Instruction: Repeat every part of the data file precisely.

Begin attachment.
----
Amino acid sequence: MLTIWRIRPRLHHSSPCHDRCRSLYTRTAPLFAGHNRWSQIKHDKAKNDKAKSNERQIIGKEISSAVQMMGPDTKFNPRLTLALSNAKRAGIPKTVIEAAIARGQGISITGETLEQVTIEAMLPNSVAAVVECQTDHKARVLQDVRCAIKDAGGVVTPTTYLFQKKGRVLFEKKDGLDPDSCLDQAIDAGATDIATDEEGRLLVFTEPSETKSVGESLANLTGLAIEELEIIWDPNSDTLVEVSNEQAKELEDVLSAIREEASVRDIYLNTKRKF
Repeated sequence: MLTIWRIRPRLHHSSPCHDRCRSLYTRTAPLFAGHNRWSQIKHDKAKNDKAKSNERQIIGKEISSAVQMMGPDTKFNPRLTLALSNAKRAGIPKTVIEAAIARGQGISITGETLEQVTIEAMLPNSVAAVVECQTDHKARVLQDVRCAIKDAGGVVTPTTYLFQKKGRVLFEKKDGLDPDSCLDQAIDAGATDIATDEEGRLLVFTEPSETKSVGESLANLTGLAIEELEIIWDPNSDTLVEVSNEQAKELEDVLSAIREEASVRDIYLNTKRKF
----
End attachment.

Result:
Amino acid sequence: MLTIWRIRPRLHHSSPCHDRCRSLYTRTAPLFAGHNRWSQIKHDKAKNDKAKSNERQIIGKEISSAVQMMGPDTKFNPRLTLALSNAKRAGIPKTVIEAAIARGQGISITGETLEQVTIEAMLPNSVAAVVECQTDHKARVLQDVRCAIKDAGGVVTPTTYLFQKKGRVLFEKKDGLDPDSCLDQAIDAGATDIATDEEGRLLVFTEPSETKSVGESLANLTGLAIEELEIIWDPNSDTLVEVSNEQAKELEDVLSAIREEASVRDIYLNTKRKF
Repeated sequence: MLTIWRIRPRLHHSSPCHDRCRSLYTRTAPLFAGHNRWSQIKHDKAKNDKAKSNERQIIGKEISSAVQMMGPDTKFNPRLTLALSNAKRAGIPKTVIEAAIARGQGISITGETLEQVTIEAMLPNSVAAVVECQTDHKARVLQDVRCAIKDAGGVVTPTTYLFQKKGRVLFEKKDGLDPDSCLDQAIDAGATDIATDEEGRLLVFTEPSETKSVGESLANLTGLAIEELEIIWDPNSDTLVEVSNEQAKELEDVLSAIREEASVRDIYLNTKRKF